In his January 29 column, “Who’s up if Hillary faceplants?,” M.D. Harmon seems to be — like so many naysayers — uneasy about Bernie Sanders’ candidacy. For reassurance, he relies on a rickety syllogism that goes something like this: Sanders is an unelectable candidate; unelectable candidates are not elected president; therefore, Sanders will not be elected president. The truth is, however, that Sanders is a perfectly viable candidate.

Harmon harks back to Norman Thomas, the erstwhile socialist candidate for president, and claims, “It’s hard to believe Americans will ever vote an avowed socialist into office” because”[if] it didn’t happen in the Great Depression, it’s not going to happen now.”

If he listened carefully to that socialist, Harmon heard him rail against the notion that the New Deal was a socialist program. Americans rejected both socialism and the status quo in favor of the New Deal, which effectively transformed American democracy into a social democracy. Yes, a social democratic system akin to that of many countries in Europe; a system in which government intervenes not only to bolster the capitalist economy but also to promote social and economic goals and adjust for the undesirable effects of capitalism.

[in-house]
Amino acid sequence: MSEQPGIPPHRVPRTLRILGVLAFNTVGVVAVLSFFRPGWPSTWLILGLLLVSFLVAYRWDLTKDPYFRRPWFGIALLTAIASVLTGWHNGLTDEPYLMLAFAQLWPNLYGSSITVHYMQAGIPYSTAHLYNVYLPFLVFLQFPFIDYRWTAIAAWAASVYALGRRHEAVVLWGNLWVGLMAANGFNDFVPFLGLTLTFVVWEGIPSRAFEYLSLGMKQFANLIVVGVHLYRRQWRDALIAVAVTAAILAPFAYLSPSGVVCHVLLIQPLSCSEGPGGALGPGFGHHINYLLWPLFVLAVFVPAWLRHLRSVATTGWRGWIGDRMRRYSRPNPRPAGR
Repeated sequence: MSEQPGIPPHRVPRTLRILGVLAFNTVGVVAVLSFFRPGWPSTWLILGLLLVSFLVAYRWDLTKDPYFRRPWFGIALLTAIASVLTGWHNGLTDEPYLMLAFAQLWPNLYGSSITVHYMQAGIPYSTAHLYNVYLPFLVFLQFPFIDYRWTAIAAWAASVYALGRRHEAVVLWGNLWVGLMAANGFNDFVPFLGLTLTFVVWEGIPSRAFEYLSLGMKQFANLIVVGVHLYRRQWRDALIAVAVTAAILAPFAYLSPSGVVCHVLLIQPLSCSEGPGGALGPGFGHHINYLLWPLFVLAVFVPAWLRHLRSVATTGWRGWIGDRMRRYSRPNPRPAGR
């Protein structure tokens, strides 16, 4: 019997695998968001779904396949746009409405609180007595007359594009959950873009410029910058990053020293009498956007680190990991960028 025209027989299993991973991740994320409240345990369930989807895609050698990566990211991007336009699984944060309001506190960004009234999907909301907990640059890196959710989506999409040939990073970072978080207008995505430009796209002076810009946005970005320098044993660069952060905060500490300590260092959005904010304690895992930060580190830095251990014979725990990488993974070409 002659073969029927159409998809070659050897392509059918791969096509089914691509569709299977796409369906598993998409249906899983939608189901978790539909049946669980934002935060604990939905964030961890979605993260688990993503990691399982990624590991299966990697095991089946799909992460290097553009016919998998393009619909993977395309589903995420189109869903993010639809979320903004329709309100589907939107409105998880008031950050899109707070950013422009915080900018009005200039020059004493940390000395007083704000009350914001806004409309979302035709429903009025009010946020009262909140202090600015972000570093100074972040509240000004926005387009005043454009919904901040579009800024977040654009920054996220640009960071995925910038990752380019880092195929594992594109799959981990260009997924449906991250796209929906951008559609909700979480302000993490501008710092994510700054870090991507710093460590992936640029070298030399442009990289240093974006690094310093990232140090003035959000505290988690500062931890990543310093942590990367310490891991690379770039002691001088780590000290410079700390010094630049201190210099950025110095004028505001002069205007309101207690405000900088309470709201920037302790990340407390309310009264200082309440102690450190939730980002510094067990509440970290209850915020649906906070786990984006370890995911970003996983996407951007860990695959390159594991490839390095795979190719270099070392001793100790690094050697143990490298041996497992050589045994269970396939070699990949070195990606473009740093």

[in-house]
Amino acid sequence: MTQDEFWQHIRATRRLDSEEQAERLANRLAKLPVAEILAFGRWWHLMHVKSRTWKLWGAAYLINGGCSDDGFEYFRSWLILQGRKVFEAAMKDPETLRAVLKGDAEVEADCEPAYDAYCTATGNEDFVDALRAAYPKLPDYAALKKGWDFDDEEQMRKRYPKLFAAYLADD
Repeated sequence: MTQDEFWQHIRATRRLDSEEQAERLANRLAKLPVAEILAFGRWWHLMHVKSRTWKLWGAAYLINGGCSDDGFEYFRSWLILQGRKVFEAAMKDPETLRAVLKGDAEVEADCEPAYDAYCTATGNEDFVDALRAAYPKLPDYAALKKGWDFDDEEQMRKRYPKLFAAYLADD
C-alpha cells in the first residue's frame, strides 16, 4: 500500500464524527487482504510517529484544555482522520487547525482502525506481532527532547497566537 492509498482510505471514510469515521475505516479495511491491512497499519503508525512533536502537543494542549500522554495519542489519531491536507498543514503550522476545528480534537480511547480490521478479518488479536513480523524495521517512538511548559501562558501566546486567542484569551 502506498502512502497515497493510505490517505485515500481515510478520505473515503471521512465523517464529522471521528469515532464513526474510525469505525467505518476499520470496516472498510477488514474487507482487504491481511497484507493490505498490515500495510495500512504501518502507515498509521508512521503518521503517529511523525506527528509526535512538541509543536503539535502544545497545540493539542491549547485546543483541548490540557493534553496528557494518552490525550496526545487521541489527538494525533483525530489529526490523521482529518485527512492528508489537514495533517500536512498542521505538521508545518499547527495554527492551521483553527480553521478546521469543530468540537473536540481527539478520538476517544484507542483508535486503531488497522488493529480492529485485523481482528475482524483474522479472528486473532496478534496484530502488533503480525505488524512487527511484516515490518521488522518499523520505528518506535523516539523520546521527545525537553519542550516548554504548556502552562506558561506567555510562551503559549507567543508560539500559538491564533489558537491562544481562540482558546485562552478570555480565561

Contrary to Harmon´s economic obituary, northern European countries have withstood the American contagion of the Great Recession. We would be well served by heeding their developments in such areas as sustainable energy, infrastructure, health care, education, and income redistribution.

Sanders grounds his politics in the New Deal, and rightly so. He is also an avowed social democrat. He draws inspiration from northern Europe, just as our Founding Fathers’ creative power and genius were fuelled by the ideas of the European Enlightenment. We Americans may now be ready, willing and entirely able to support a new New Deal and elect Bernie Sanders as president.

Galin Elias Franklin


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